When we look at Canada, we see a similar list for how Canadian politicians are speaking about the pandemic. With the same 3 words also appearing on our Tourism lexicon plus a fourth (support) and the following three (health, case, business) shared across both countries.

  • health
  • need
  • people
  • government
  • time
  • help
  • update
  • support
  • case
  • business

Those three words – People Need Help – go to the core of why a destination organization exists. A destination organization is a community asset responsible for programs promoting a community as an attractive travel destination and enhancing its public image as a dynamic place to live and work. Through destination stewardship and brand importance, they strengthen the community’s economic position and vitality which provides an opportunity for all the people in the destination.

As you talk with your elected officials, your stakeholders and your residents use these words – particularly the Tourism Lexicon words – People Need Help.  Frame your efforts in this way – helping people, filling a need, supporting government efforts, and putting the health of your residents first!

About Jack Johnson:

As Chief Advocacy Officer, Jack manages the overall public policy operations at Destinations International including member advocacy education and training, development of destination tools and best practices, coalition work with peer organizations, industry research and related public affairs activities. Currently, his work around positioning destination organizations as a shared value in each of their communities and speaking with a new lexicon based on the emotion-driven by those values has made him one of the leading voices of the travel industry.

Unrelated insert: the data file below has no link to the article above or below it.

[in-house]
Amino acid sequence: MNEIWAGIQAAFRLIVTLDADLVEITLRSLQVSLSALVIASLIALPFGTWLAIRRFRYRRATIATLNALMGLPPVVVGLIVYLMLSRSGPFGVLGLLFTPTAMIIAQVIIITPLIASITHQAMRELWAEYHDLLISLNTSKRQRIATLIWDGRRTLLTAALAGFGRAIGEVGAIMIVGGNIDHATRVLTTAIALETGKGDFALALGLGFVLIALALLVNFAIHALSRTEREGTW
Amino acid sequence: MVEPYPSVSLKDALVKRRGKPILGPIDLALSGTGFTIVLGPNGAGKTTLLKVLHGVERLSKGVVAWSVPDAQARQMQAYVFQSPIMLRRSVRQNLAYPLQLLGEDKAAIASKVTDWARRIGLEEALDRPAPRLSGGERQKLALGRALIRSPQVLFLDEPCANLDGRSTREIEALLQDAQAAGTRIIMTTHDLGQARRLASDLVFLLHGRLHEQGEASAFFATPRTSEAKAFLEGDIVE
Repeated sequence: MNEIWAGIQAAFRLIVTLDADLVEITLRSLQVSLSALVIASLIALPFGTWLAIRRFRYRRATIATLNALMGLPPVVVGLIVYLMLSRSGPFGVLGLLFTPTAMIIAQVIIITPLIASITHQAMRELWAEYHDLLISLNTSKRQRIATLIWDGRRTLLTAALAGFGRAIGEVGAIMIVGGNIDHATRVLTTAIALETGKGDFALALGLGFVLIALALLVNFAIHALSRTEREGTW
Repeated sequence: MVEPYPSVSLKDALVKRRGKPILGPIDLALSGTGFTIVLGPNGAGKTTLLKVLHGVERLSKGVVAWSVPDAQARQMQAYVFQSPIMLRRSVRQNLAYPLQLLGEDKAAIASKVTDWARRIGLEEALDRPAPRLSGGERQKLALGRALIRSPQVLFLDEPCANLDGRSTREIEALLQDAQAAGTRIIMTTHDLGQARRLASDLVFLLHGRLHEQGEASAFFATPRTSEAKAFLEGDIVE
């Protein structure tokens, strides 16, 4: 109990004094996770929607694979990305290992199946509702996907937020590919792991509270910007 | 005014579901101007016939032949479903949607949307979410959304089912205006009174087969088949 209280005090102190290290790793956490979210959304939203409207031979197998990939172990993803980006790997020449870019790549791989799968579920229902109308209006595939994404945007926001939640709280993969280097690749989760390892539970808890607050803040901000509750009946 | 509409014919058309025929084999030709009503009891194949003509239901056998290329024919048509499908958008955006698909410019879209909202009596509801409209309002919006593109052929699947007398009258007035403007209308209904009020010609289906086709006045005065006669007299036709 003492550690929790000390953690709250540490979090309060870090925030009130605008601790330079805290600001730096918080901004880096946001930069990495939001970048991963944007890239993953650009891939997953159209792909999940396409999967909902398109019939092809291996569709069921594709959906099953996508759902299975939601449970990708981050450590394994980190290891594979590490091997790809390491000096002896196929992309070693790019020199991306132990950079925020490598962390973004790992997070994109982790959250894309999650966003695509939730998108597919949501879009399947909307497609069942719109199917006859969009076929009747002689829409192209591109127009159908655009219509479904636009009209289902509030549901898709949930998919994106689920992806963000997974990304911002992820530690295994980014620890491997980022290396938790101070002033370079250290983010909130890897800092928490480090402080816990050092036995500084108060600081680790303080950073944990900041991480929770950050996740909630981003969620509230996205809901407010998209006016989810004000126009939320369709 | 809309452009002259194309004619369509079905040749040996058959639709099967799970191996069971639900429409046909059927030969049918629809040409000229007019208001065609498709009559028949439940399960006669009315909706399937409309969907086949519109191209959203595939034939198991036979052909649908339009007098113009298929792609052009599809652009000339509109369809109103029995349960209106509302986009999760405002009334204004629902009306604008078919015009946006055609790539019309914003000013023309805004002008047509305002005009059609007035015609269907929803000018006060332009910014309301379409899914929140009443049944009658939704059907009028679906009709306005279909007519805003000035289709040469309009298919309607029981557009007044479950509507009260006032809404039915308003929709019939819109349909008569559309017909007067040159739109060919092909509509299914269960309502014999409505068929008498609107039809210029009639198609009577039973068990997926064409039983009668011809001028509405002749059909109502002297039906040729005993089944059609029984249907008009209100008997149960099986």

About Andreas Weissenborn:

Introduced to the world of destination organizations by a random internship application to Visit Baltimore (then known as Baltimore Area Convention & Visitors Association), Andreas Weissenborn began an unexpected career into hospitality that left him with a continued passion towards the tourism industry. Weissenborn spent just short of 11 years with Visit Baltimore helping with its Research, Technology, and Information Systems across the organization. In 2017, he joined the Association on behalf of a Destinations International Foundation initiative to be a dedicated research source for Destinations International.

About the Author

Andreas Weissenborn
Senior Director of Research & Advocacy
Destinations International
Introduced to the world of destination organizations by a random internship application to Visit Baltimore (then known as Baltimore Area Convention & Visitors Association), Andreas Weissenborn began an unexpected career into hospitality that left him with a continued passion towards the tourism industry.

Weissenborn spent just short of 11 years with Visit Baltimore helping with its Research, Technology, and Information Systems across the organization. In 2017, he joined the Association on behalf of a Destinations International Foundation initiative to be a dedicated research source for Destinations International.